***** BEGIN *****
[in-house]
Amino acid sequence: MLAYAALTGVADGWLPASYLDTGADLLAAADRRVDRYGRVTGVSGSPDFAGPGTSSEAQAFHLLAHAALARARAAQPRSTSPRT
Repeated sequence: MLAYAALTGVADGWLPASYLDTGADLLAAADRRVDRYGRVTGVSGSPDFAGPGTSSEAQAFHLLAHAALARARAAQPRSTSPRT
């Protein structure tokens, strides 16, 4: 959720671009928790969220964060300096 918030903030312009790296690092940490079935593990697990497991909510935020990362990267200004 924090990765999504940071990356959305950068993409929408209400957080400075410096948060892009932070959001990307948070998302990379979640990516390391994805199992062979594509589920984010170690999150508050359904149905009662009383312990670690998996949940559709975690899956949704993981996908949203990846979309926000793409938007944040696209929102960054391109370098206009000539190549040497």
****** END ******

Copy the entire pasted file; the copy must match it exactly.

[in-house]
Amino acid sequence: MLAYAALTGVADGWLPASYLDTGADLLAAADRRVDRYGRVTGVSGSPDFAGPGTSSEAQAFHLLAHAALARARAAQPRSTSPRT
Repeated sequence: MLAYAALTGVADGWLPASYLDTGADLLAAADRRVDRYGRVTGVSGSPDFAGPGTSSEAQAFHLLAHAALARARAAQPRSTSPRT
């Protein structure tokens, strides 16, 4: 959720671009928790969220964060300096 918030903030312009790296690092940490079935593990697990497991909510935020990362990267200004 924090990765999504940071990356959305950068993409929408209400957080400075410096948060892009932070959001990307948070998302990379979640990516390391994805199992062979594509589920984010170690999150508050359904149905009662009383312990670690998996949940559709975690899956949704993981996908949203990846979309926000793409938007944040696209929102960054391109370098206009000539190549040497």